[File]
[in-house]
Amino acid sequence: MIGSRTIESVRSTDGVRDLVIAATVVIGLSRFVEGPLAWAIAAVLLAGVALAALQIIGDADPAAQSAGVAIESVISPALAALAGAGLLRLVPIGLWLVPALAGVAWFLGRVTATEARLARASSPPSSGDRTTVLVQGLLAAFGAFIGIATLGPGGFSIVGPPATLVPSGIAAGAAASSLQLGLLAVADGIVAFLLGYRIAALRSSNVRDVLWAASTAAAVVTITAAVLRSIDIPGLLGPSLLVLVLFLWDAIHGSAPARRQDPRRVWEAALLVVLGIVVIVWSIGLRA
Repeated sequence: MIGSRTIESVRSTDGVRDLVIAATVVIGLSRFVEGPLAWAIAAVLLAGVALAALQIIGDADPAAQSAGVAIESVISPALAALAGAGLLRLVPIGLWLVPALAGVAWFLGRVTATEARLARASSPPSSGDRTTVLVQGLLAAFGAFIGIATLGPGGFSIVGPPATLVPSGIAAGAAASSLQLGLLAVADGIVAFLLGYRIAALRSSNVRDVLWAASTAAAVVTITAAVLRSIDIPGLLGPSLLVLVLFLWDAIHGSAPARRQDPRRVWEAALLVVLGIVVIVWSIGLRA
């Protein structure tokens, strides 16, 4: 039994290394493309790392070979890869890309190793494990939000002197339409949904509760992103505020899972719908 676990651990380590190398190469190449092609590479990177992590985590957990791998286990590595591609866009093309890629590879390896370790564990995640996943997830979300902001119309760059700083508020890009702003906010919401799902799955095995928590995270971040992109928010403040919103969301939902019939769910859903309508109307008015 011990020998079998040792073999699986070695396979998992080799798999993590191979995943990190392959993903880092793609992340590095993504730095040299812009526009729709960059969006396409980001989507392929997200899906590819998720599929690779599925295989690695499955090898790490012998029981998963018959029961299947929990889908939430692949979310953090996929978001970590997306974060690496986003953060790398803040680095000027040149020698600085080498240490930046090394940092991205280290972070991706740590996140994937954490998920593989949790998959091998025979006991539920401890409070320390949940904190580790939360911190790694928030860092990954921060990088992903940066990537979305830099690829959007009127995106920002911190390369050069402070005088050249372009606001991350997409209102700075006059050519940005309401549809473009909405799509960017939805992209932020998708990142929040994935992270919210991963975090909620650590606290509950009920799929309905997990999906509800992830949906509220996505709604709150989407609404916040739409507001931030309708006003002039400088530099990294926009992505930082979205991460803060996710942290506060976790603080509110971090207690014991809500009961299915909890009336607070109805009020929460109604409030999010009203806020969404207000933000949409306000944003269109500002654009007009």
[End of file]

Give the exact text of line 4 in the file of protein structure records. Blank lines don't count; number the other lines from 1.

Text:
């Protein structure tokens, strides 16, 4: 039994290394493309790392070979890869890309190793494990939000002197339409949904509760992103505020899972719908 676990651990380590190398190469190449092609590479990177992590985590957990791998286990590595591609866009093309890629590879390896370790564990995640996943997830979300902001119309760059700083508020890009702003906010919401799902799955095995928590995270971040992109928010403040919103969301939902019939769910859903309508109307008015 011990020998079998040792073999699986070695396979998992080799798999993590191979995943990190392959993903880092793609992340590095993504730095040299812009526009729709960059969006396409980001989507392929997200899906590819998720599929690779599925295989690695499955090898790490012998029981998963018959029961299947929990889908939430692949979310953090996929978001970590997306974060690496986003953060790398803040680095000027040149020698600085080498240490930046090394940092991205280290972070991706740590996140994937954490998920593989949790998959091998025979006991539920401890409070320390949940904190580790939360911190790694928030860092990954921060990088992903940066990537979305830099690829959007009127995106920002911190390369050069402070005088050249372009606001991350997409209102700075006059050519940005309401549809473009909405799509960017939805992209932020998708990142929040994935992270919210991963975090909620650590606290509950009920799929309905997990999906509800992830949906509220996505709604709150989407609404916040739409507001931030309708006003002039400088530099990294926009992505930082979205991460803060996710942290506060976790603080509110971090207690014991809500009961299915909890009336607070109805009020929460109604409030999010009203806020969404207000933000949409306000944003269109500002654009007009």